Now, the critical issue is this: Does a traditional, residential college education bring glory to God? To answer that question, let’s test the on-campus approach by the three components of a God-honoring education: the content, the teacher and the instructional setting. First, the content of a God-honoring education must be truth (Ps. 25:10; 119:163), more specifically, truth which prepares our children to accomplish their gender-specific, God-ordained functions in the world. Since a secular education leaves God out, it cannot adhere to a Christian world view and will consequently misunderstand, misinterpret and misapply knowledge (Jn. 17:17, Col. 2:3). Even the best Christian colleges today, though teaching basic Christian content, have adopted secular goals for their students, encouraging both young men and young women to be career-centered rather than family-centered, preparing women to be like men, and through women professors, displaying wrong role models for our daughters. Is that the target toward which you are aiming your young arrows? Does a traditional, residential college education (even a Christian college) pass the test of content?

Second, the teachers of a God-honoring education must be, for the most part, the parents (Deut. 6:1-9; Ps. 78:1-8; Prov. 6:20). This is so because all teaching conveys values; the student will not merely think like his teacher, he will become like his teacher (Luke 6:40; Jer. 10:2). Consequently, God instructs the father (with his wife as helper) to be the primary teacher of his children. This is simply a proper emulation of our Heavenly Father’s relationship to His own Son: “… the Son can do nothing of Himself, unless it is something He sees the Father doing; for whatever the Father does, these things the Son also does in like manner. For the Father loves the Son, and shows Him all things that He Himself is doing” (Jn. 5:19-20). A Scriptural view of education (Father-Son, parent-child, shepherd-saint, etc.) is predicated upon an essential, irreplaceable heart-bond of love, “turning the hearts of the fathers to their children, and the hearts of the children to their fathers” (Mal. 4:6; Lk. 1:17). Biblical teaching is not the sterile transfer of ideas from one brain to another, but rather a discipleship relationship. Do we love our children enough to remain their primary teachers (disciplers) until they are fully prepared for adulthood, marriage and establishing a new household?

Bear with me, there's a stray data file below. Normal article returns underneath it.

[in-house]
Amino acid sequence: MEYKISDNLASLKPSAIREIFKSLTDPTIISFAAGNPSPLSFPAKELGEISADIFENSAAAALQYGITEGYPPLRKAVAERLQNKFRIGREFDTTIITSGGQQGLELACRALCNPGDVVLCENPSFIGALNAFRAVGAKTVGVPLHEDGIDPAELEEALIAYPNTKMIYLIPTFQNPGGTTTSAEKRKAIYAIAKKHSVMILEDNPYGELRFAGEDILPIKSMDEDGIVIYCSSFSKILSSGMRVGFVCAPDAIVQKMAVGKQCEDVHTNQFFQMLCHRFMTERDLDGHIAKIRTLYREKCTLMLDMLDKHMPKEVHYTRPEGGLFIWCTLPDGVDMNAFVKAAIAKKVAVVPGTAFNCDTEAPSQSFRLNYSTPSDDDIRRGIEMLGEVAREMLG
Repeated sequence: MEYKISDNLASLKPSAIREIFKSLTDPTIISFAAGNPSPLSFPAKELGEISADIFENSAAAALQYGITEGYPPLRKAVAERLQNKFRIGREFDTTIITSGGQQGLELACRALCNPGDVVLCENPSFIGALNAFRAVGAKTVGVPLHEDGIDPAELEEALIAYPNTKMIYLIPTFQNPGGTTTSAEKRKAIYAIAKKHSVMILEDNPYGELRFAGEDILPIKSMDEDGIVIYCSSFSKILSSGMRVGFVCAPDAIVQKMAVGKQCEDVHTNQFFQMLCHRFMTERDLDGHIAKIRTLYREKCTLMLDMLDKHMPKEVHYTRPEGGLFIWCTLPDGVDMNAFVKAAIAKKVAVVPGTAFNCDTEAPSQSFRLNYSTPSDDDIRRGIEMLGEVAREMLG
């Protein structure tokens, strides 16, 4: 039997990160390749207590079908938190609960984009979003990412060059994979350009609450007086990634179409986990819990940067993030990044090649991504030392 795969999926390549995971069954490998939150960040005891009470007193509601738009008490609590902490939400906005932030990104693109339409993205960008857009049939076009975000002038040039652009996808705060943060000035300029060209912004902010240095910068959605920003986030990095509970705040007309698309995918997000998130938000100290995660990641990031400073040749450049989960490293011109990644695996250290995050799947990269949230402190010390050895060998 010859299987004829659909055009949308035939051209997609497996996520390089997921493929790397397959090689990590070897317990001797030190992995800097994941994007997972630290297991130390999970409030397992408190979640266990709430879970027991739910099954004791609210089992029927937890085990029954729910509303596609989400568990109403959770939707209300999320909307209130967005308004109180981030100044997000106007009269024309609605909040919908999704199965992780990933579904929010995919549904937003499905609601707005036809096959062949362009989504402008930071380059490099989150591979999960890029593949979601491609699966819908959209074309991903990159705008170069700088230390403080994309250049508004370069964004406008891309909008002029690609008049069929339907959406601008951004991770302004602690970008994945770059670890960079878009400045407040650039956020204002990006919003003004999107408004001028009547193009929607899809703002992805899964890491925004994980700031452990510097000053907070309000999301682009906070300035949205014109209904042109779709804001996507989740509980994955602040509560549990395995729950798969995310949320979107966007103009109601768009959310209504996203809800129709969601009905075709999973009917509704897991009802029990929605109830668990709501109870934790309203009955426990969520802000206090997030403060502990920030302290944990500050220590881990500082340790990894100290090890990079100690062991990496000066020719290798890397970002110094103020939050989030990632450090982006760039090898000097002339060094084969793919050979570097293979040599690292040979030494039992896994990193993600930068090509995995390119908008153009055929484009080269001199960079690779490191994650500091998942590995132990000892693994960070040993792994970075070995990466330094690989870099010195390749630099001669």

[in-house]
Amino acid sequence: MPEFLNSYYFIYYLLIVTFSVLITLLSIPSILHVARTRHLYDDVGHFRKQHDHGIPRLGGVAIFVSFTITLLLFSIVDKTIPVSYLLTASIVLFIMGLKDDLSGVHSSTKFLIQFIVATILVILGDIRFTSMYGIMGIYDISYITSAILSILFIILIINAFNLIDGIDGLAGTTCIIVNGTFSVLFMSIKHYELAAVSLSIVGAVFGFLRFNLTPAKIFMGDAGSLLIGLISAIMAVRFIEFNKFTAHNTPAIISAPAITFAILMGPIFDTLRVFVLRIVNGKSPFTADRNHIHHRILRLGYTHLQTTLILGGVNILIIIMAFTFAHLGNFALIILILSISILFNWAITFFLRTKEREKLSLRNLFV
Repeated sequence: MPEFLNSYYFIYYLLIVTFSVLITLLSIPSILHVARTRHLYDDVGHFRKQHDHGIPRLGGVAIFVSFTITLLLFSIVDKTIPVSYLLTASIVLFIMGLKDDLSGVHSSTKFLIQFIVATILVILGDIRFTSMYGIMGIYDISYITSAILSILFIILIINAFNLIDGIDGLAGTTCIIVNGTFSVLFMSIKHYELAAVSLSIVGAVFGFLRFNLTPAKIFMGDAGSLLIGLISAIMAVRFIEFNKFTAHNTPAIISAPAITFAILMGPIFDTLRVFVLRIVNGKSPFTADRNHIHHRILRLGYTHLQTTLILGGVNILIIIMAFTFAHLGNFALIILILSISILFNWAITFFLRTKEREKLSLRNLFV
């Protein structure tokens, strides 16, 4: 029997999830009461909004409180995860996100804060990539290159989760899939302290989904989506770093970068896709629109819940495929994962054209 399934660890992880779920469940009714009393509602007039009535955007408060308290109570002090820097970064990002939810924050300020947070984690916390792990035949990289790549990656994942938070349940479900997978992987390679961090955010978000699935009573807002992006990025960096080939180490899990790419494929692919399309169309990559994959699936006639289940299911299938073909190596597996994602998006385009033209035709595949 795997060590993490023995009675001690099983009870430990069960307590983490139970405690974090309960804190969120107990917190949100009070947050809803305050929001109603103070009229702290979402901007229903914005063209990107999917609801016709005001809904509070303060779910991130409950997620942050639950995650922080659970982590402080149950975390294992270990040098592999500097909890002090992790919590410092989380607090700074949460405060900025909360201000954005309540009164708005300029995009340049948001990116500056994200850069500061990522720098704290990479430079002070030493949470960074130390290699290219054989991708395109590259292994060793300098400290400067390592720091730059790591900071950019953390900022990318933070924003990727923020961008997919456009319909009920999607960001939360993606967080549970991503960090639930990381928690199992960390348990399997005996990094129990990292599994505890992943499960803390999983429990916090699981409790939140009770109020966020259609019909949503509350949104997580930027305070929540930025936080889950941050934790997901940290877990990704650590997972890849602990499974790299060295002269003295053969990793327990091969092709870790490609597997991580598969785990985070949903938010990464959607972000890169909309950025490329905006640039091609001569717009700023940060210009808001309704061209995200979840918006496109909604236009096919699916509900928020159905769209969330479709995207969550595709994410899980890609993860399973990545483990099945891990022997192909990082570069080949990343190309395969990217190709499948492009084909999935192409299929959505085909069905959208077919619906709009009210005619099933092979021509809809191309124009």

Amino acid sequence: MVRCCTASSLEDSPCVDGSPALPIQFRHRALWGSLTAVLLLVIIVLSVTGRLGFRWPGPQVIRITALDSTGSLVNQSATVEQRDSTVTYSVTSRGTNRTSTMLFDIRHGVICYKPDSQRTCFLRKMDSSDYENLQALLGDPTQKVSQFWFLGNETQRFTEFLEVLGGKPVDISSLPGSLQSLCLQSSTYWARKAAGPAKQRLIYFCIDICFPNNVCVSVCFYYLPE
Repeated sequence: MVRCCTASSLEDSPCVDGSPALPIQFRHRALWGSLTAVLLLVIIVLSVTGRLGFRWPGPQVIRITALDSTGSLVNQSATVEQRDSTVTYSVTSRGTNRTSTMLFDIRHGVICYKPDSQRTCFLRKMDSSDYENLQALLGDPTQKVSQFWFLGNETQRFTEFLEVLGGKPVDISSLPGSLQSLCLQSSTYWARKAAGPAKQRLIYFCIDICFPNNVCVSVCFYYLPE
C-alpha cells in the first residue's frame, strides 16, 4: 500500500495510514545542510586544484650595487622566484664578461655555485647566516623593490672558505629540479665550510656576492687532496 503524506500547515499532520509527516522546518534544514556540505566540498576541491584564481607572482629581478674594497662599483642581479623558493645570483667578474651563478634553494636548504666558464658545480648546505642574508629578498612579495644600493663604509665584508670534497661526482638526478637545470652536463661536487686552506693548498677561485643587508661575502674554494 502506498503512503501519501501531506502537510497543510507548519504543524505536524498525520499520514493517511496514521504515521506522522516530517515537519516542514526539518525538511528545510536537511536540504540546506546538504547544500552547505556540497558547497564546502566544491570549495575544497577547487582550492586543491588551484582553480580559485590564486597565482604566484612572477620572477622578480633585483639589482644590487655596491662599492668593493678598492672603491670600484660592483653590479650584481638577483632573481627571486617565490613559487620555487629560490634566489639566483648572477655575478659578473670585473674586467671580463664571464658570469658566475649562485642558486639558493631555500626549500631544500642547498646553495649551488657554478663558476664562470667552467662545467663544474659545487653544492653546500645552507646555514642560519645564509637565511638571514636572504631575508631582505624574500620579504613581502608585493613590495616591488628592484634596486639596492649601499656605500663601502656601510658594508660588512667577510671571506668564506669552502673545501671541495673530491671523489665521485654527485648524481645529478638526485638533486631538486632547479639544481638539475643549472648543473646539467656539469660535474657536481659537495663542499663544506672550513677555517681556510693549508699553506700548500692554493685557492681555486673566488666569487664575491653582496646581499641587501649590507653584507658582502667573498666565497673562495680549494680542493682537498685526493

At the college level, parents may be greatly aided in this responsibility by correspondence courses, preferably from Christian colleges (just as textbooks are utilized in the earlier years). Yet, when a parent is genuinely unable to teach a particular subject or skill, he may delegate that particular task to a tutor who will instill the father’s biblical values and submit to the father’s will. Parents teaching their own children until marriage was the norm for Scripturally obedient parents in Bible times; any biblical examples to the contrary were the exceptions, not the rule. Even the exceptions were trusted friends, not unknown faculty (even Christian) who will not faithfully uphold your values. Does a traditional, residential college education pass the test of the teacher?